How To: Gold Farming – Quartzville Creek, Oregon

How To: Gold Farming – Quartzville Creek, Oregon

This last week I went real life Gold Farming in the Quartzville Creek area about 30 miles North East of Sweet Home, Oregon. This is Southwest of Mt. Hood and no doubt if you could get high enough you’d be able to see it. It’s also west of Mt. Jefferson.

Mt. Jefferson

Quartzville Creek is a public gold mining area, meaning anyone can drive up and pan the water or dredge as much as they want. Dredging permits are required and are available through the State of Oregon, and the Bureau of Land Management Office. I believe the limits is seven pounds of gold per a day, and a limit of 14 consecutive days camping in the Quartville area. There are also hundreds of private claims around here so be careful of claim markers which are usually a white post with a piece of silver tape around the top. The silver tape should include the name of the claim, it’s serial number and basic description such as “North East Corner.” They may also include longitude and latitude lines.

By far the quickest and easiest mining method is the Gold Dredge.

Gold Dredge

The Gold Dredge consists of a simple gasoline motor and water pump. The intake hose is submerged under water and held down to minimize it pulling air. In this case it was also inside a submerged plastic bucket that helped reduce any contaminants from entering the hose.

Dredge Nozel

The suction of water through the dredge nozzle creates a vacuum effect. Running the nozzle across the bottom of the river picks up all sand, small rocks, and hopefully gold or other valuable minerals. Nozzle sizes range from one inch up to 12+ inches. In Oregon the largest size that can be used is 5 inches. Either way a lot of rock is moved in a very short amount of time. Even with unclogging the hose and nozzle from rocks that slipped in side ways, several cubic yards can be moved within a few hours.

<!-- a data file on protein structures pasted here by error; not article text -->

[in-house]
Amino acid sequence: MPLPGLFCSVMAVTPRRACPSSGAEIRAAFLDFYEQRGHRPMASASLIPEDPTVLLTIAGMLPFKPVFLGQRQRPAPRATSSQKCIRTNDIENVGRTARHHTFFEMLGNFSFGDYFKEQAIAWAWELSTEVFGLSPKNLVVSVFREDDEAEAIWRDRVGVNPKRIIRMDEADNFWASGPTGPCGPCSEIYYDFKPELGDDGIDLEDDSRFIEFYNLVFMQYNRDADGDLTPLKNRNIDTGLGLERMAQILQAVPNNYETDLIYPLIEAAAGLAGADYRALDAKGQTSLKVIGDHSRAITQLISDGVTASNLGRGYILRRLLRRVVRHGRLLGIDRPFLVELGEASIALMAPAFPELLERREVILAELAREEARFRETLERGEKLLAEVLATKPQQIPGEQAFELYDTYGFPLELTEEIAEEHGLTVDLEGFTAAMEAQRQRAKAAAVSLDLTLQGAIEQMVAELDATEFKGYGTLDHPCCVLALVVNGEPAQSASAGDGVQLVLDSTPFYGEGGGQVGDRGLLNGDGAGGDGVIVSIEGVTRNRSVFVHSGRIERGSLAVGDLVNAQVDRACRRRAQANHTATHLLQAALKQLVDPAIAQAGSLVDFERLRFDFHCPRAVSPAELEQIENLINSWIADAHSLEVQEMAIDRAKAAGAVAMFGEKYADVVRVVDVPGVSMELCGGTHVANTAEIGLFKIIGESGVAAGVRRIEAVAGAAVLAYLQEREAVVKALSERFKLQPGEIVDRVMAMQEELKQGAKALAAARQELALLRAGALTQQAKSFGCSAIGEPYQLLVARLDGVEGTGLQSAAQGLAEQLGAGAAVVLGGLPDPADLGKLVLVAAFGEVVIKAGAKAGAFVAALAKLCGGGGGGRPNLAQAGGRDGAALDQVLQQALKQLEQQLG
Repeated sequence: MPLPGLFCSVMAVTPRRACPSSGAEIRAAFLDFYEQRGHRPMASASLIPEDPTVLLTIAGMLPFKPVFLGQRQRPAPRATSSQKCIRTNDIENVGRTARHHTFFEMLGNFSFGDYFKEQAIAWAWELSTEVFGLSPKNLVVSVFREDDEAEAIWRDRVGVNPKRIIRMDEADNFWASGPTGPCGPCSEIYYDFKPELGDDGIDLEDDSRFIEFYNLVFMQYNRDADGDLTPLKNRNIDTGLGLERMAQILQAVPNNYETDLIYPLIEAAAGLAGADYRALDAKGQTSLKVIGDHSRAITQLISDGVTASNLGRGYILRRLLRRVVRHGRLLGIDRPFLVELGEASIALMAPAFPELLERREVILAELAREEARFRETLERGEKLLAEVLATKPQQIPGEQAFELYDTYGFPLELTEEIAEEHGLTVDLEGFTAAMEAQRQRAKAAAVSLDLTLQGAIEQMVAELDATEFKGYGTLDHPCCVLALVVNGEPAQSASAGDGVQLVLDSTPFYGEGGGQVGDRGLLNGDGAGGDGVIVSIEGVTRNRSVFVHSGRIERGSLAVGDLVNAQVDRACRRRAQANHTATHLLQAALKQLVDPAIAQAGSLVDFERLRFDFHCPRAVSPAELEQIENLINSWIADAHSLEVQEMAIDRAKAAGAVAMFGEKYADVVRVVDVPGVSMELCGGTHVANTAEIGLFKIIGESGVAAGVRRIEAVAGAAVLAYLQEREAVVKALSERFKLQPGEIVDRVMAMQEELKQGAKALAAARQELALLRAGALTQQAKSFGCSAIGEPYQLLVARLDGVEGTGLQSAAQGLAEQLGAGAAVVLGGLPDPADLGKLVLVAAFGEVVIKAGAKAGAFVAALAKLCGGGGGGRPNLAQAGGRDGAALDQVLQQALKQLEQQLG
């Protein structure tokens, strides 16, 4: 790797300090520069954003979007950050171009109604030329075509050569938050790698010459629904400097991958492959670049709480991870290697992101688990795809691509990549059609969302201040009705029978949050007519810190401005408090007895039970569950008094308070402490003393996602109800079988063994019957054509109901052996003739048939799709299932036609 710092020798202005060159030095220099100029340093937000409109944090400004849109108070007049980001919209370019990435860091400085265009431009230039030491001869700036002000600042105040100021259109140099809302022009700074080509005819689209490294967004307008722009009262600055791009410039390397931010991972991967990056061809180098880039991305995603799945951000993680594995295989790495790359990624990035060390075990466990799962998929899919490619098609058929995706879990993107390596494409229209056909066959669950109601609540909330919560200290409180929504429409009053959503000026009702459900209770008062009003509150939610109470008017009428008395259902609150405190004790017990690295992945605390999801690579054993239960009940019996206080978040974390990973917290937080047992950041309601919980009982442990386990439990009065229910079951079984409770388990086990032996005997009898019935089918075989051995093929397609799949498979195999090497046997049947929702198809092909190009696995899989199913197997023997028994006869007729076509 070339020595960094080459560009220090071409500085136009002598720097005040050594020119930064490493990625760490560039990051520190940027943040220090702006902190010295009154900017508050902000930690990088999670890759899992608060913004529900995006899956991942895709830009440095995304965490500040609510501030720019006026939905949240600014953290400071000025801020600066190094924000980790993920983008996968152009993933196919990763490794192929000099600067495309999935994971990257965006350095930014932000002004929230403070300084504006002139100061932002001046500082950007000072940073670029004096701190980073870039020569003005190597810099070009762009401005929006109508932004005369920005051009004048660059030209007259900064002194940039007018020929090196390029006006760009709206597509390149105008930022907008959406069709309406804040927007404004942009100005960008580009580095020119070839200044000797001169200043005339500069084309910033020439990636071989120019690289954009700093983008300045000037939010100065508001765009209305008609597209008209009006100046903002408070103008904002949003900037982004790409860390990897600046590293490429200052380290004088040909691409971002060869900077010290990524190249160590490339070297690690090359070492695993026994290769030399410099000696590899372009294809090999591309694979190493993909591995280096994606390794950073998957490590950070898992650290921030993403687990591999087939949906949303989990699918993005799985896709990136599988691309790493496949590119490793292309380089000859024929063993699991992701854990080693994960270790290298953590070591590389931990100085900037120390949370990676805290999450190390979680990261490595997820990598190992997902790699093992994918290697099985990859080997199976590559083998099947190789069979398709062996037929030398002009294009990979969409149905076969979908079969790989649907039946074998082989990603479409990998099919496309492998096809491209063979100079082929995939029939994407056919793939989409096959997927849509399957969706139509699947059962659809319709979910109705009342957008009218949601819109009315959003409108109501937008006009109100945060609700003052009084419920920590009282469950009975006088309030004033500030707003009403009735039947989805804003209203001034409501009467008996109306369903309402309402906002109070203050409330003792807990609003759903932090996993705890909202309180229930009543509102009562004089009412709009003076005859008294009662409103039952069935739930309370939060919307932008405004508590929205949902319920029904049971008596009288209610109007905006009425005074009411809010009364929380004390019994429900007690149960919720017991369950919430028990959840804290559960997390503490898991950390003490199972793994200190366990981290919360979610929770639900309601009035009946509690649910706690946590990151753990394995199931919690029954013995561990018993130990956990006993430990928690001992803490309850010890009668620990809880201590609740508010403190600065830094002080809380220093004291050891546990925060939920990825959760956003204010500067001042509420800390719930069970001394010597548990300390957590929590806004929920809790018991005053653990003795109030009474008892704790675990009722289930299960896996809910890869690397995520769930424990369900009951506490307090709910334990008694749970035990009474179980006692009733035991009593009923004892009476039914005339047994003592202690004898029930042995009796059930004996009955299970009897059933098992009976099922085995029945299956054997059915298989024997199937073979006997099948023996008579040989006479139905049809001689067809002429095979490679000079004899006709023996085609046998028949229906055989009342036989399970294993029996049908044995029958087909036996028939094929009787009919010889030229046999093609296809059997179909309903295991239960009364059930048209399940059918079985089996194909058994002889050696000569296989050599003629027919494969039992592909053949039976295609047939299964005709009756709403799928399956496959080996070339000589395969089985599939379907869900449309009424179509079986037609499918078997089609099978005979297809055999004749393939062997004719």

Dredge Sluice

Particles in Dredge Sluice

As can be seen the sluice has multiple parts, the baffles which are the brass part laying on top. The green stuff is called “miner’s moss” and is a spongy carpet like thing. The sluice is angled so that the bigger rocks are washed out, but the smaller pieces including hopefully any gold nuggets and even gold flakes are caught in it. This duplicates the process found in nature, and is why it’s best to go on the downstream side of big rocks. Or as the pictures above, in the hollow formed between two bigger rocks.

Various Gold Pans and Screens

The last step is pan the gold. This is process is exactly the same as it was 100+ years ago back in the good old days. But the pans have changed dramatically. First they are made of plastic so that they actually float in the water and are slightly less likely to get lost. They come in several colors, blue and neon green are the most common as well as traditional black. Blue and neon Green are chosen as they are not found in nature and help the gold stand out more when you’re panning for it.

The screens in the picture above are 1/2 inch screens that fit over a 5 gallon plastic bucket. Everything from the sluice is poured into the screen and shaken about until nothing is left to fall through. 1/4 inch screens are available, but most people simply pan 1/2 and smaller. Before cleaning the screen be sure to inspect it for any large gold nuggets or ANY kind of obvious mineralization. Holding it up to the sun and looking from the bottom is a good idea.